His ultimate absurd hero was Sisyphus, the king of Corinth and a figure of Greek mythology who was condemned to repeat forever the same meaningless task of pushing a boulder up a mountain, only to see it roll down again before reaching the summit. Sisyphus’s eternal punishment was due to having disrespected and defied the gods, specifically Thanatos, the god of Death. For when Death came for him, the king tricked him and put him in shackles so that he, Sisyphus, need never die. Of course, with Death in chains languishing in Sisyphus’s closet, this meant that no one else could die, too. Pluto took offense at this, as it knocked Nature seriously out of whack, and so dispatched the god of war to liberate Death from the chains of Sisyphus.

That Sisyphus was a king establishes him as a solar (egoic) figure. The king’s crime speaks volumes, for it establishes from the outset that he denied any purpose, meaning, or value to death, and favored his carnal desires over and above all other considerations, both spiritual and moral. Homer tells us that Sisyphus had a reputation for being a swindler, liar and fraud, willing even to cheat Death and betray the gods. Notorious as the most cunning knave on earth, Sisyphus lived a dissolute life in endless pursuit of whatever pleasures the moment provided. In effect, the king was corrupt. Eventually his indiscretions caught up with him, and he was hauled down to Hades to face his punishment.

But Camus sees Sisyphus as the ultimate absurd hero. “His scorn of the gods, his hatred of death, and his passion for life won him that unspeakable penalty in which the whole being is exerted toward accomplishing nothing. This is the price that must be paid for the passions of this earth.”10 Just as humans are condemned to the meaningless task of living, so Camus saw in Sisyphus the essence of the human condition. But Camus went further, attributing to Sisyphus a heroic quality.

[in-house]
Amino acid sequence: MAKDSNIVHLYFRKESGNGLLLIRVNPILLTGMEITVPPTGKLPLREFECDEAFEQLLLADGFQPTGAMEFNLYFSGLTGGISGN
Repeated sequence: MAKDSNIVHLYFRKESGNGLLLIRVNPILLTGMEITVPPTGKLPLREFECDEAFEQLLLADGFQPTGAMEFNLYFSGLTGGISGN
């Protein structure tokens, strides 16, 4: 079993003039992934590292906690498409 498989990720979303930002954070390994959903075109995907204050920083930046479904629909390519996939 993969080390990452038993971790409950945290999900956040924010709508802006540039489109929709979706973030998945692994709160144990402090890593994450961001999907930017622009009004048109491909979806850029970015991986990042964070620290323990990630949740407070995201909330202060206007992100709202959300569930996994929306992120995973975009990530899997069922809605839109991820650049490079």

He sees Sisyphus as heroic in the sense that he performs his task in full, conscious awareness of his eternal torment, or at least Camus assumes he does. Sisyphus has no illusions. He is lucid. But! says Camus, “The lucidity that was to constitute his torture at the same time crowns his victory. There is no fate that cannot be surmounted by scorn.”11  This reference to “scorn” is telling, for it reveals an underlying bitterness, not in Sisyphus, but in Camus for whom Sisyphus is merely a convenient screen on whom to project. Clearly, Camus’s scorn of the gods reflects his solar fear of Saturnian authority, and more specifically religious (9th house) authority. What better image of Sun Scorpio quincunx Saturn in the 9th than a dead king condemned by the gods to the interminable task of pushing a boulder up a mountain and never successfully achieving his goal? 

Camus imagines Sisyphus capable of returning to his rock not merely in sorrow, but in joy, a joy that can come to him when he fully accepts the meaninglessness of his plight. For Camus, this is to scorn the gods, for “it drives out of this world a god who had come into it with dissatisfaction and a preference for futile sufferings.”12 Camus is saying that there is no reason or purpose to suffering―at least none with a divine origin. For all that we experience is of wholly human origin with no transcendent meaning. But if we bear our suffering heroically, if we revolt against the despair of life, if we eschew hope that by our efforts we may someday be redeemed, then and only then we may have some small chance at moderate happiness. Imagining Sisyphus once more at the foot of the mountain in Tartarus, Camus concludes his work by saying, “The struggle itself toward the heights is enough to fill a man’s heart. One must imagine Sisyphus happy.”13